“So, join us for Saturday elevenses in our Silly Summer Stories show. There’ll be interactive storytelling, riddles, games and all kinds of family tomfoolery.”
Have you heard the one about the old woman who lived in a vinegar bottle, or the farmer who fished for sausages? Now is the chance to enjoy those stories. “Come and find us on the patio every Saturday this month to celebrate all things daft,” say Jenna and Nicolette.
Crafty Tales, August 15 and 22, 1pm, for two to six year olds
YORK Theatre Royal’s Story Craft Theatre return with an outdoor version of Crafty Tales, presented by Cassie Vallance and Janet Bruce.
“As always, there’ll be a story to tell plus songs, games and dancing, all designed around a brilliant picture book with interactive and imaginative play,” they say. “Although Crafty Tales is aimed at two to six year olds, all children are welcome.”
Fool(ish) Improv, August 15, 4pm
FOOL(ISH) Improv is a bite-sized comedy show with absolutely no plan or permission, created by York writer and director Paul Birch.
Strap in for 60 minutes of improvised mayhem where you, the audience, provide the suggestions for the actors to make stuff happen. Instantly.
“Taking nothing seriously – and everything for granted – our merry band of charlatans and misfits will bring music, comedy and appalling levels of acting to give you a delightful hour of spontaneous comedy,” says Paul.
“You bring the ideas, we’ll bring the performance, and together we’ll make a joyous family show that has no business being indoors. Now, you have to come. We couldn’t do it without you.”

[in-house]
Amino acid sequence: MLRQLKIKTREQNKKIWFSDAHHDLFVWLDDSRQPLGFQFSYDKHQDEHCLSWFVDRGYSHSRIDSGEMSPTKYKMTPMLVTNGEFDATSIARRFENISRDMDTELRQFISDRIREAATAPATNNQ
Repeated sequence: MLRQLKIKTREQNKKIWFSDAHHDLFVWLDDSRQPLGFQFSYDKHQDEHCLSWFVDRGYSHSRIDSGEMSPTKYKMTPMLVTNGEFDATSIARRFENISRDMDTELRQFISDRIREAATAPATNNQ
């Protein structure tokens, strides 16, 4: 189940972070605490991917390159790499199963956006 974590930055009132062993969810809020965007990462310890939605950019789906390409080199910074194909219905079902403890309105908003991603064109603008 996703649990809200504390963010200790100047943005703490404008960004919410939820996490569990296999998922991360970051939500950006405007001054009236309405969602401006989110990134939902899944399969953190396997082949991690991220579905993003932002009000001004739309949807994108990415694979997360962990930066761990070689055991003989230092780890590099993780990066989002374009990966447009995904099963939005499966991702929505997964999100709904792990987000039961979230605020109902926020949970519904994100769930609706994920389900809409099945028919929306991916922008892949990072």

Orpheus, The Flanagan Collective and Gobbledigook Theatre in Orpheus, August 21, 6pm
ALEXANDER Flanagan-Wright and Phil Grainger should have been heading up to the Edinburgh Fringe to present the British premiere of The Gods, The Gods, The Gods this month after its Antipodean premiere before Covid-19 intervened.
Instead, they have been presenting Orpheus in socially distanced performances in back gardens and a week of At The Mill shows in Alex’s own back garden at Stillington Mill, near York, last week.
Written by Alex, with incidental music and songs by Phil, the international award-winning Orpheus is a thoroughly modern, beautifully poetic re-telling of an ancient Greek myth.
Dave is single, stood at the bar; Eurydice is a tree nymph, and Bruce Springsteen is on the juke box in this tale of impossible, death-defying love told through hair-raising spoken word and soaring soul music, where Alex and Phil weave a world of dive bars, side streets and ancient gods.
Eurydice, The Flanagan Collective and Gobbledigook Theatre, August 21, 8pm
LENI is five years old, holding a Superman costume for her first day at school. Eurydice is five years into the rest of her life, sporting a bee tattoo on her wrist, in Alexander Flanagan-Wright’s story of someone defined by someone else’s myth.
This tale of making changes, taking leaps and being a daily superhero is billed as “a story about a woman told by women”.
That was the case when performed by Alex and Phil Grainger’s co-creators, Serena Manteghi and Casey Jane Andrews, to 2019 Adelaide Fringe Best Theatre award-winning success. Now, Alex and Phil take over to weave a world of day-to-day power and beauty and goddesses, told through heart-stopping spoken word and live electronica.